Banning Babies In Business Class

My friend Adam sent me an article entitled ‘Should Babies Be Banned From Business Class‘.  The article references CNN’s Richard Quest’s Twitter campaign to ‘Ban Babies in Business Class’ #BIBB.  He became inspired after hearing that Scoot will keep the first 5 rows of Economy class free from kids under 12.  All you need to do is pay an extra USD $14 to ‘ScootInSilence’.

In the good old days pre-kids, I would be eye rolling and tutting under my breath on spying a baby in my cabin.  I was scarred by an experience in business class flying London to Tokyo where a child screamed for the entire duration of the flight. I disembarked bleary eyed and exhausted, having to head straight into the office.

Fast forward a few years and I’m a mum of two young girls.  We fly longhaul regularly and occasionally fly business class thanks to banking up airmiles.  I am almost always met with evil looks from fellow business class passengers and on more than one occasion have heard neighbours ask to move.

Daisy does business!

Daisy does business!

The thing is, I do sympathise with those passengers. If you’ve paid the extra to enjoy the comfort of business class you don’t need your experience spoilt by crying babies or wayward toddlers.  In theory, the idea of a ‘no kid’ zone in business class is great.  As a parent, I don’t want the added pressure of having to worry that my children might make a noise and disturb others.  If the airlines want to seat all the families together in business then that’s fine with me.

However in reality this idea is just not practical.  Check in staff seem to find it difficult enough to seat my own family together (I’m talking to you Cathay) let alone allocate different zones of a business class cabin.  You also can’t guarantee peace and quiet in a ‘kid free’ business class zone.  What if you’re in the last row and behind that little curtain is a crying baby in the bulkhead row of Premium Economy.

I would also like to point out that it’s not just kids that make noise.  I once shared a ‘pod’ on a BA flight with a guy who was snoring so loudly the pod shook.  In Virgin’s Upper Class I was continually disturbed by my neighbour noisily enjoying dinner with a friend.  I was about to emit a large ‘ssshhh’ when I lifted my eyemask and realised her dining companion was actually the Captain!

What we need to do is be considerate on both sides.  Parents should always keep their kids under control and quiet regardless of whatever class you’re flying.  Fellow passengers need to realise that of course we don’t want our kids crying/running around/kicking the seats.  It’s just that they are young and sometimes that’s what they do.  If you hear a baby crying on a plane, at least you can stick your earplugs in and try to get over it.  Spare a thought for the parents, they’re not enjoying their flight any more than you are.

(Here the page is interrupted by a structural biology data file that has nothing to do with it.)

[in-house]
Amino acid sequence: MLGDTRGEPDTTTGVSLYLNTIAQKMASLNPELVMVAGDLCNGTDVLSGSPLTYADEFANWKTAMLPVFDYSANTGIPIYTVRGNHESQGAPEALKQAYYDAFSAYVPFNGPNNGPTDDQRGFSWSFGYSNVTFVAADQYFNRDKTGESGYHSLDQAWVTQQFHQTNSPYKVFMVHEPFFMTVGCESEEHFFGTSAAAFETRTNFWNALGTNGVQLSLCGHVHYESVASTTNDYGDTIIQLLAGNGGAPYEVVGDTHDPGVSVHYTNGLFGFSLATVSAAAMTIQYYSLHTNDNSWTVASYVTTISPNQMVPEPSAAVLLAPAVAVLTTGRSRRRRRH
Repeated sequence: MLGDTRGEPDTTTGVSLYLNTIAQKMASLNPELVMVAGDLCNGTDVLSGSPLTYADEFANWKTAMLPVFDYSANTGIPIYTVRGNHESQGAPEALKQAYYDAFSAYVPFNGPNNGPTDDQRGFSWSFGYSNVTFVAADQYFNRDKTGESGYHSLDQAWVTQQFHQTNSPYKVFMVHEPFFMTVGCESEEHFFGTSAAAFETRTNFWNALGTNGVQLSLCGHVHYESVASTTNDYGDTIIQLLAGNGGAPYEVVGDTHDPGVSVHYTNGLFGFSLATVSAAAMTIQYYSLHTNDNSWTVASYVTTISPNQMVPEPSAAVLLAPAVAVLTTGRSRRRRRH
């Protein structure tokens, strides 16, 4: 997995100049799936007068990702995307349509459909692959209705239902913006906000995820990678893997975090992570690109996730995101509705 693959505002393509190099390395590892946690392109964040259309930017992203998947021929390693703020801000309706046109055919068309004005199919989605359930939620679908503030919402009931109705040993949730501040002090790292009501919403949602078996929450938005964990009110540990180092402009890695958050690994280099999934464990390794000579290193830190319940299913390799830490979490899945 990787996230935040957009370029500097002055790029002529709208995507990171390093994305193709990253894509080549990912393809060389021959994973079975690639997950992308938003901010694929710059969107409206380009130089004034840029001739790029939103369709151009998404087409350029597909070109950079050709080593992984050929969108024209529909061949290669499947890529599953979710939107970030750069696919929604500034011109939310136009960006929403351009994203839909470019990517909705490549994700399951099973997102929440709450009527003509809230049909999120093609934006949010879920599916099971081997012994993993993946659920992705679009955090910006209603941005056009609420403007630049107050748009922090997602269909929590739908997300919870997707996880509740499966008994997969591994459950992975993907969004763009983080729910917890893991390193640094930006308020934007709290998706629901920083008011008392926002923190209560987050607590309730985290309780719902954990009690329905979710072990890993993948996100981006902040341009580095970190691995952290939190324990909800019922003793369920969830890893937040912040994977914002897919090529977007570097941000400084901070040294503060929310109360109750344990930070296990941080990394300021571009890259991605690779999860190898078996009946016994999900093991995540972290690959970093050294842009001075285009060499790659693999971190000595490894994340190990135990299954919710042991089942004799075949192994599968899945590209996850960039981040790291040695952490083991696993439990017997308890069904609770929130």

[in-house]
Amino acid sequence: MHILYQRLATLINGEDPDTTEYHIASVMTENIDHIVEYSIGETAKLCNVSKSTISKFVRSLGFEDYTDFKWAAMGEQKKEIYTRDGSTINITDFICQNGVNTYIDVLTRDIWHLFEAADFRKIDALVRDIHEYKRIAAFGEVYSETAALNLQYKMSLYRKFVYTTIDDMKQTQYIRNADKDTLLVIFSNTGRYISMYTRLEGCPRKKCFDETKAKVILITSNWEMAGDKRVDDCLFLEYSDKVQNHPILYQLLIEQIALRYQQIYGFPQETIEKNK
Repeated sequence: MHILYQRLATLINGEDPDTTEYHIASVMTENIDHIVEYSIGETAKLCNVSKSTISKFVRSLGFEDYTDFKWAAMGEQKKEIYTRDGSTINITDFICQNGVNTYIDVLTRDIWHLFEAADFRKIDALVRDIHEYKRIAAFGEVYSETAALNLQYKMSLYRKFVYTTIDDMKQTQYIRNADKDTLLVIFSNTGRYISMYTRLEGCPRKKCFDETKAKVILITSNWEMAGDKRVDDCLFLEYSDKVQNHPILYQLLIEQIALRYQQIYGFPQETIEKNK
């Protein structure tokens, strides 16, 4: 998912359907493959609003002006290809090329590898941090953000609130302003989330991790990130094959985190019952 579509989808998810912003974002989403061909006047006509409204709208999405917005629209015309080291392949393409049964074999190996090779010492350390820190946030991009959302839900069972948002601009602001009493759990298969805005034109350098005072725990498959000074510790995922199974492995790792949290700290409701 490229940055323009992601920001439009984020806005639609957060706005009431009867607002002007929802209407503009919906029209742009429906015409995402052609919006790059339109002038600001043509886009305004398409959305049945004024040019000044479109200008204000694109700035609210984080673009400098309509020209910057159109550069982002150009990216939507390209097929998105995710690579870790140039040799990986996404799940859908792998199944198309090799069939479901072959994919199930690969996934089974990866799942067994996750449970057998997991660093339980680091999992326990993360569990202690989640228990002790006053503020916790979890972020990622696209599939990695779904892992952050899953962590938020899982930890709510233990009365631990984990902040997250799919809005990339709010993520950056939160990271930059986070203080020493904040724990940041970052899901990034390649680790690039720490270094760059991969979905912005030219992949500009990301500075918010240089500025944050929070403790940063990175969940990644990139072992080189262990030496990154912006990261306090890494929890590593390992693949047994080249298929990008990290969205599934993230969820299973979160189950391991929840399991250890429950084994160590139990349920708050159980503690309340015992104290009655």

Have you had a bad experience with crying babies and noisy children on a flight?  What do you do to keep your own children under control?


  1. Andrea, Passports And Pushchairs

    I think you pay for bigger seats, better food and more attentive service. You don’t pay for a quiet flight 🙂 I am all about babies/toddlers/kids in business class!

  2. James Wilson

    Just got off a flight from China to Australia, night time……. Business class…. A father and his mother (baby’s grandmother) were flying without the mother taking their baby. The baby cried for ages….. It really sucked. Nobody slept, the aircraft crew were exhausted and annoyed also.

    If you know you can’t control your baby don’t fly with him/her. Ok if they cry here and there, but if it is for hours then at least fly economy rather than ruining the flight experience for the rest of the 22 passengers who have paid a collective $100,000 to pay for the privilege of a comfortable sleep.
    We would have got a better sleep in economy…..

    1. John Koktohstenson

      @JamesWilson- A screaming kid on the plane is unfortunate but so is a smelly or loud adult. You roll the dice when you fly, until the airlines and authorities configure a plane with quiet sections. I fly biz/first with my kids regularly and we have had good flights and bad ones – trust me the parents are not looking for a bad flights and will generally do what they can to keep things quiet. I hear you that it’s not a nice situation, but it’s still (pricey) public transport.

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